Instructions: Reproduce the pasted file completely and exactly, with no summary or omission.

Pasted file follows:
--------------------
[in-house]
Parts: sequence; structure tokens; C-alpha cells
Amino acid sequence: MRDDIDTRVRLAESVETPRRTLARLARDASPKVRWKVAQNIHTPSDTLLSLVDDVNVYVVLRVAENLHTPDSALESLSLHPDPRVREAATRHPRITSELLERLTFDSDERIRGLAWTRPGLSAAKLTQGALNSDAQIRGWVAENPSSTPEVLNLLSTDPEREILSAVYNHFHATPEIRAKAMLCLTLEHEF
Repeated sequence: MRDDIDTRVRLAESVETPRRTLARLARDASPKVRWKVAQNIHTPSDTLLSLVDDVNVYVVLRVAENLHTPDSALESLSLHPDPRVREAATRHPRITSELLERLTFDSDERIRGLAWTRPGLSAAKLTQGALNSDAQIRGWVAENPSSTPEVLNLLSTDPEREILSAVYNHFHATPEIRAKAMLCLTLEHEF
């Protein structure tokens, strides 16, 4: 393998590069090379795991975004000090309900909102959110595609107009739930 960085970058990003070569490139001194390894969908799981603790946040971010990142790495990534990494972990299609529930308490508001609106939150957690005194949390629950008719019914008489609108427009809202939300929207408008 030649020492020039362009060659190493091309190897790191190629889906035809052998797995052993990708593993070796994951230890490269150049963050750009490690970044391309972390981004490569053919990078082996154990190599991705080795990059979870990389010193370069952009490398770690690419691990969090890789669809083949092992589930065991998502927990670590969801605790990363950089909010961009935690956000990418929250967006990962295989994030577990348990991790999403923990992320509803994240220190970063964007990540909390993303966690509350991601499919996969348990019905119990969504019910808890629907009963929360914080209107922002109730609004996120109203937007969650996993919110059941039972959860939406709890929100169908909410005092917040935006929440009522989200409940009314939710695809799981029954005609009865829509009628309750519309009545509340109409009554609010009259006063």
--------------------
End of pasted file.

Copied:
[in-house]
Parts: sequence; structure tokens; C-alpha cells
Amino acid sequence: MRDDIDTRVRLAESVETPRRTLARLARDASPKVRWKVAQNIHTPSDTLLSLVDDVNVYVVLRVAENLHTPDSALESLSLHPDPRVREAATRHPRITSELLERLTFDSDERIRGLAWTRPGLSAAKLTQGALNSDAQIRGWVAENPSSTPEVLNLLSTDPEREILSAVYNHFHATPEIRAKAMLCLTLEHEF
Repeated sequence: MRDDIDTRVRLAESVETPRRTLARLARDASPKVRWKVAQNIHTPSDTLLSLVDDVNVYVVLRVAENLHTPDSALESLSLHPDPRVREAATRHPRITSELLERLTFDSDERIRGLAWTRPGLSAAKLTQGALNSDAQIRGWVAENPSSTPEVLNLLSTDPEREILSAVYNHFHATPEIRAKAMLCLTLEHEF
């Protein structure tokens, strides 16, 4: 393998590069090379795991975004000090309900909102959110595609107009739930 960085970058990003070569490139001194390894969908799981603790946040971010990142790495990534990494972990299609529930308490508001609106939150957690005194949390629950008719019914008489609108427009809202939300929207408008 030649020492020039362009060659190493091309190897790191190629889906035809052998797995052993990708593993070796994951230890490269150049963050750009490690970044391309972390981004490569053919990078082996154990190599991705080795990059979870990389010193370069952009490398770690690419691990969090890789669809083949092992589930065991998502927990670590969801605790990363950089909010961009935690956000990418929250967006990962295989994030577990348990991790999403923990992320509803994240220190970063964007990540909390993303966690509350991601499919996969348990019905119990969504019910808890629907009963929360914080209107922002109730609004996120109203937007969650996993919110059941039972959860939406709890929100169908909410005092917040935006929440009522989200409940009314939710695809799981029954005609009865829509009628309750519309009545509340109409009554609010009259006063």